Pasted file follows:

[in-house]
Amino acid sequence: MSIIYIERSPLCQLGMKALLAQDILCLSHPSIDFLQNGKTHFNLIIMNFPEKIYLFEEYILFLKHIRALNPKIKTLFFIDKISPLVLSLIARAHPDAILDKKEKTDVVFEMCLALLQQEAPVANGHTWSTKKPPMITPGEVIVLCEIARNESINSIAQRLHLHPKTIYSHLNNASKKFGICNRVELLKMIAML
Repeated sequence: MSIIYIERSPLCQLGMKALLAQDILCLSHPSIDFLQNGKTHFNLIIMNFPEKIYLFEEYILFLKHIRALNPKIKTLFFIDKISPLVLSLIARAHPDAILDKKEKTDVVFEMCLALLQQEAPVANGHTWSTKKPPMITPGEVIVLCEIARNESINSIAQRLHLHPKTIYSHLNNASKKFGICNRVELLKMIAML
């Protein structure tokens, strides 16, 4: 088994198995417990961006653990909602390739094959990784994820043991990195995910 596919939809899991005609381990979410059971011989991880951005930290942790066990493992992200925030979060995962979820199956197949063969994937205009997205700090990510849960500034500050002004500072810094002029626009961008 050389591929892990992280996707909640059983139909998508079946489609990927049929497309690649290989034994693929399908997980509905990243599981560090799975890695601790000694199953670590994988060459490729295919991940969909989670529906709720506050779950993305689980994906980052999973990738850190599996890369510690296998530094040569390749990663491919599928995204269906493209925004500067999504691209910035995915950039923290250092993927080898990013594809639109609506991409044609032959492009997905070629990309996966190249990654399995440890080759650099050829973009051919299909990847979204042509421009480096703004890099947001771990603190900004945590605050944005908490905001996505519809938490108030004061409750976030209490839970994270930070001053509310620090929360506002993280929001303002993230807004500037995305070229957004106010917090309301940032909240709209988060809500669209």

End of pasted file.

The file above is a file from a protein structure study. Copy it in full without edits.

[in-house]
Amino acid sequence: MSIIYIERSPLCQLGMKALLAQDILCLSHPSIDFLQNGKTHFNLIIMNFPEKIYLFEEYILFLKHIRALNPKIKTLFFIDKISPLVLSLIARAHPDAILDKKEKTDVVFEMCLALLQQEAPVANGHTWSTKKPPMITPGEVIVLCEIARNESINSIAQRLHLHPKTIYSHLNNASKKFGICNRVELLKMIAML
Repeated sequence: MSIIYIERSPLCQLGMKALLAQDILCLSHPSIDFLQNGKTHFNLIIMNFPEKIYLFEEYILFLKHIRALNPKIKTLFFIDKISPLVLSLIARAHPDAILDKKEKTDVVFEMCLALLQQEAPVANGHTWSTKKPPMITPGEVIVLCEIARNESINSIAQRLHLHPKTIYSHLNNASKKFGICNRVELLKMIAML
């Protein structure tokens, strides 16, 4: 088994198995417990961006653990909602390739094959990784994820043991990195995910 596919939809899991005609381990979410059971011989991880951005930290942790066990493992992200925030979060995962979820199956197949063969994937205009997205700090990510849960500034500050002004500072810094002029626009961008 050389591929892990992280996707909640059983139909998508079946489609990927049929497309690649290989034994693929399908997980509905990243599981560090799975890695601790000694199953670590994988060459490729295919991940969909989670529906709720506050779950993305689980994906980052999973990738850190599996890369510690296998530094040569390749990663491919599928995204269906493209925004500067999504691209910035995915950039923290250092993927080898990013594809639109609506991409044609032959492009997905070629990309996966190249990654399995440890080759650099050829973009051919299909990847979204042509421009480096703004890099947001771990603190900004945590605050944005908490905001996505519809938490108030004061409750976030209490839970994270930070001053509310620090929360506002993280929001303002993230807004500037995305070229957004106010917090309301940032909240709209988060809500669209």